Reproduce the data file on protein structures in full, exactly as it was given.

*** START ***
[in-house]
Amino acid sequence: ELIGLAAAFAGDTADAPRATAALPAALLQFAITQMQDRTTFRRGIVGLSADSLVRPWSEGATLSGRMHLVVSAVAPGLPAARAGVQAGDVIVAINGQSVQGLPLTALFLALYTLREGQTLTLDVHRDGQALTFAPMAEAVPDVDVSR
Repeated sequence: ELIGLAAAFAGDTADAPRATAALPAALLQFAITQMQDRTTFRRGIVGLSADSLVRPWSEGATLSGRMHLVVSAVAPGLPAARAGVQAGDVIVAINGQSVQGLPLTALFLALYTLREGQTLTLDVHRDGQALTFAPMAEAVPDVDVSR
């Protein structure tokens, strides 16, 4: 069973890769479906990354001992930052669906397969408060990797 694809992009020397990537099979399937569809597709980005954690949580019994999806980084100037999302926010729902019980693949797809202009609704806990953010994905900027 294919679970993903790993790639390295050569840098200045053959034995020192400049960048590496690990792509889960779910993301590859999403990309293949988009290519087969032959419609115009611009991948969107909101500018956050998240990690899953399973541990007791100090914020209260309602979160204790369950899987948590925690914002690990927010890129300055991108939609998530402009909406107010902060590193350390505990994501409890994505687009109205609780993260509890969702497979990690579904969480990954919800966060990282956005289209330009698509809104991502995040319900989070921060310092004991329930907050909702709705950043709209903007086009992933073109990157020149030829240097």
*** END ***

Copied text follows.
[in-house]
Amino acid sequence: ELIGLAAAFAGDTADAPRATAALPAALLQFAITQMQDRTTFRRGIVGLSADSLVRPWSEGATLSGRMHLVVSAVAPGLPAARAGVQAGDVIVAINGQSVQGLPLTALFLALYTLREGQTLTLDVHRDGQALTFAPMAEAVPDVDVSR
Repeated sequence: ELIGLAAAFAGDTADAPRATAALPAALLQFAITQMQDRTTFRRGIVGLSADSLVRPWSEGATLSGRMHLVVSAVAPGLPAARAGVQAGDVIVAINGQSVQGLPLTALFLALYTLREGQTLTLDVHRDGQALTFAPMAEAVPDVDVSR
């Protein structure tokens, strides 16, 4: 069973890769479906990354001992930052669906397969408060990797 694809992009020397990537099979399937569809597709980005954690949580019994999806980084100037999302926010729902019980693949797809202009609704806990953010994905900027 294919679970993903790993790639390295050569840098200045053959034995020192400049960048590496690990792509889960779910993301590859999403990309293949988009290519087969032959419609115009611009991948969107909101500018956050998240990690899953399973541990007791100090914020209260309602979160204790369950899987948590925690914002690990927010890129300055991108939609998530402009909406107010902060590193350390505990994501409890994505687009109205609780993260509890969702497979990690579904969480990954919800966060990282956005289209330009698509809104991502995040319900989070921060310092004991329930907050909702709705950043709209903007086009992933073109990157020149030829240097």